4 Fundamental Concepts Abstraction - data, procedure, control Refinement - elaboration of detail for all abstractionsModularity - compartmentalization of data and functionArchitecture - overall structure of the softwareStructural propertiesExtra-structural propertiesStyles and patternsProcedure - the algorithms that achieve functionHiding - controlled interfaces
5 Data Abstraction door manufacturer model number type swing direction insertslightstypenumberweightopening mechanismimplemented as a data structure
6 Procedural Abstraction opendetails of enteralgorithmimplemented with a "knowledge" of theobject that is associated with enter
7 Stepwise Refinement open walk to door; reach for knob; repeat until door opensopen door;turn knob clockwise;walk through;if knob doesn't turn, thenclose door.take key out;find correct key;insert in lock;endifpull/push doormove out of way;end repeat
8 Modularity: Trade-offs What is the "right" number of modulesfor a specific software design?optimal numberof modulescost ofsoftwarenumber of modulesmoduleintegrationcostmodule development cost
11 Architecture“The overall structure of the software and the ways in which that structure provides conceptual integrity for a system.” [SHA95a]Structural properties. This aspect of the architectural design representation defines the components of a system (e.g., modules, objects, filters) and the manner in which those components are packaged and interact with one another. For example, objects are packaged to encapsulate both data and the processing that manipulates the data and interact via the invocation of methods .Extra-functional properties. The architectural design description should address how the design architecture achieves requirements for performance, capacity, reliability, security, adaptability, and other system characteristics.Families of related systems. The architectural design should draw upon repeatable patterns that are commonly encountered in the design of families of similar systems. In essence, the design should have the ability to reuse architectural building blocks.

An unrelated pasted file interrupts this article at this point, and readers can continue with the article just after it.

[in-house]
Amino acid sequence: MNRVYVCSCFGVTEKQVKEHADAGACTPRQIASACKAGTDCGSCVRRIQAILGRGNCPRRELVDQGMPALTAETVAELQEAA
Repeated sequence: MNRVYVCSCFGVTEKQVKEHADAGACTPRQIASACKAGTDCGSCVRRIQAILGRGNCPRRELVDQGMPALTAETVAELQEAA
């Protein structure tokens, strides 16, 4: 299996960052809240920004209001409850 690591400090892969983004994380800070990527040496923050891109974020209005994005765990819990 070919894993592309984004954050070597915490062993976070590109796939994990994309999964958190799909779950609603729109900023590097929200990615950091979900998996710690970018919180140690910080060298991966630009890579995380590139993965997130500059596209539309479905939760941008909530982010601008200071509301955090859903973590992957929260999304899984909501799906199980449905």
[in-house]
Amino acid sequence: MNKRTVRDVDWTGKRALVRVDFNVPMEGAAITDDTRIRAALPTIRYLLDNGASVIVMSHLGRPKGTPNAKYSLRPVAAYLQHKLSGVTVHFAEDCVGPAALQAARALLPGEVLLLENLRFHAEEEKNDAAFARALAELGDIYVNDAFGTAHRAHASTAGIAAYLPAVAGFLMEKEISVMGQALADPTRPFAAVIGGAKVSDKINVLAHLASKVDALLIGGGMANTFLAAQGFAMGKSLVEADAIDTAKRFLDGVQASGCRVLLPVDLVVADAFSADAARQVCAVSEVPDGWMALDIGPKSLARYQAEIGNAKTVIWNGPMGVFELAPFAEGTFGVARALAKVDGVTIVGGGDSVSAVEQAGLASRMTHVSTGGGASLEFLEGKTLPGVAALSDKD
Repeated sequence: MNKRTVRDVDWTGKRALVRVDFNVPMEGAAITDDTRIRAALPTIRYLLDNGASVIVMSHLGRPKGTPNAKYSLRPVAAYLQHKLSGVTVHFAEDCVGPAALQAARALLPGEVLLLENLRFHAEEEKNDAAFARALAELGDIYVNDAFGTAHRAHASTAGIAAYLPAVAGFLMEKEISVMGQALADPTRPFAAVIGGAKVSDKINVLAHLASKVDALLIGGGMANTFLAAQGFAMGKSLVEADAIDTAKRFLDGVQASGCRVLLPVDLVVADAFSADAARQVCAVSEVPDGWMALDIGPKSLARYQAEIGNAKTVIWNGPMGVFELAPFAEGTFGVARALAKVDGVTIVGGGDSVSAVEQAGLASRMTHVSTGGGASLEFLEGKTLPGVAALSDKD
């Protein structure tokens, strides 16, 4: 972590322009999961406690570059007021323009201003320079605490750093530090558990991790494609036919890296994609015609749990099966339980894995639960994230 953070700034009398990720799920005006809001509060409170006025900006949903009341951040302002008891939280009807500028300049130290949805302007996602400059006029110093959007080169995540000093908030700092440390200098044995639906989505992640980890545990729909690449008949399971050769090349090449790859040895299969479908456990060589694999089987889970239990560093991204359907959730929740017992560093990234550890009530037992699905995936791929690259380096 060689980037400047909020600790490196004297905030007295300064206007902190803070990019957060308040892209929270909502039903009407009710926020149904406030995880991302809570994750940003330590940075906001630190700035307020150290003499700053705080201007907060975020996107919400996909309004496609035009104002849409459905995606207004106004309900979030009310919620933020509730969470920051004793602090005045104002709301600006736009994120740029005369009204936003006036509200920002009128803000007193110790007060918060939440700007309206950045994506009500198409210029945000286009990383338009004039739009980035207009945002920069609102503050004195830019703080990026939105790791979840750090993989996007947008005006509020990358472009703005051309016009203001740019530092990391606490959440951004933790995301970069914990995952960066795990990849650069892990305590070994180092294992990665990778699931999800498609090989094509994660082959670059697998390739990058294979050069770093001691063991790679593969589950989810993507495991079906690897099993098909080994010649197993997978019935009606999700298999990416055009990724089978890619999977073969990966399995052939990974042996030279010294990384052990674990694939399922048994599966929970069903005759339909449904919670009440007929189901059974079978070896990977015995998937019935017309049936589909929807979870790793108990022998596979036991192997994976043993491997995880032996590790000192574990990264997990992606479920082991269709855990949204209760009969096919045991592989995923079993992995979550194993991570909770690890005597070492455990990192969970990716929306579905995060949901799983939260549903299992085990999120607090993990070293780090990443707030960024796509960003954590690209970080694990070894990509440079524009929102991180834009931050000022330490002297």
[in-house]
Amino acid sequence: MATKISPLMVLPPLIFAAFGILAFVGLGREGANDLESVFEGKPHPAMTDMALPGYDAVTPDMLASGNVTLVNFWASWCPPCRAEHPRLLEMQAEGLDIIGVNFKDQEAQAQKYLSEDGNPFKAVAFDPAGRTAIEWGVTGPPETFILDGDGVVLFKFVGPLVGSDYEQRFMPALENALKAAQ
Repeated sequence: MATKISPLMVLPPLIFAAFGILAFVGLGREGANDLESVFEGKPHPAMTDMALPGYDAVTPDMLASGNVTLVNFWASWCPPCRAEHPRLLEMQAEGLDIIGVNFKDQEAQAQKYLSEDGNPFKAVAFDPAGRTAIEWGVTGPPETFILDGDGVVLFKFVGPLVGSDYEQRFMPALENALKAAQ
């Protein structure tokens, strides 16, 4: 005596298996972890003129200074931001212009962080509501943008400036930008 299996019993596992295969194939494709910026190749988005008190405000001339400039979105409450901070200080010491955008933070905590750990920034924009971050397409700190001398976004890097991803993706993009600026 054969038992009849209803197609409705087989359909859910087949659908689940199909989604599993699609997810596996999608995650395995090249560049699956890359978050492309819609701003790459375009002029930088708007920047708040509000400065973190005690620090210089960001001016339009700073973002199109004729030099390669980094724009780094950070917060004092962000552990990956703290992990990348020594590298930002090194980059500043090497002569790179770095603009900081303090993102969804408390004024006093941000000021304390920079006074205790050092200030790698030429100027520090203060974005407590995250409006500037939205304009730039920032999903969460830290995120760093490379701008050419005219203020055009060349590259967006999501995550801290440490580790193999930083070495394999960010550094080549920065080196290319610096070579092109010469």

12 Information Hiding module clients • algorithm controlled interface• data structure• details of external interface• resource allocation policyclients"secret"a specific design decision
13 Why Information Hiding? reduces the likelihood of “side effects”limits the global impact of local design decisionsemphasizes communication through controlled interfacesdiscourages the use of global dataleads to encapsulation—an attribute of high quality designresults in higher quality software
14 Introduction – Method and Tools The Environmental ModelThe Internal Model
15 IntroductionThe Essential (Logical) Model - specifies user’s requirement in ‘logical terms’ i.e. with as little as possible said about HOW the system will be implemented. The emphasis is on WHAT the system is supposed to do.Various ‘physical’ issues (e.g. physical organisation of data) are not analysed at this stage.
16 Introduction (Cont.) The essential model ‘consists of’ : Environmental model - defines the boundary of the system and interactions between the system and its environmentInternal model - describes the required behaviour and structure of the insides of the system necessary to interact successfully with its environment
17 The Environmental Model The Statement of Purpose ( a brief textual statement of the purpose of the system)The Context Diagram (terminators, input and output data flows, the boundary, shared data stores (rare!))The Event List (list of stimuli’ that occur in the environment to which the system must respond)
18 The Event List Flow-oriented events (associated with data flows) Temporal events ( triggered by the ‘arrival’ of a point in time)Control events (external stimuli that occur at some unpredictable points in time). Rare in business application. Important in real time control applications.Please note that Yourdon’s events are similar to SSADM’s events. Basically events activate processes/functions! So there is 1-1 correspondence between events and functions!
19 Building the Environmental Model For small systems – not very difficultFor large systems/project – a great deal of work can be involved because of many external terminators, many (perhaps hundreds) incoming and outgoing data flows, and the event list can be pretty long!!
20 Constructing the Event List Events for business information systems correspond to ‘chunks’ of functionality which will be used by users.In most cases the easiest way to identify the relevant events for a system is to visualize the system in action; we examine each terminator and ask what effect the terminator’s actions can have on the system.
21 Which Comes First, Context Diagram or Event List? You can begin with either. It really doesn’t matter, as long as you eventually produce both and CHECK their CONSISTENCY!Consistency checks should confirm:Each input flow should be needed by the system to recognize that an event has occurred, or it should be needed by the system to produce a response to an event, or both.Each output flow should be a response to an event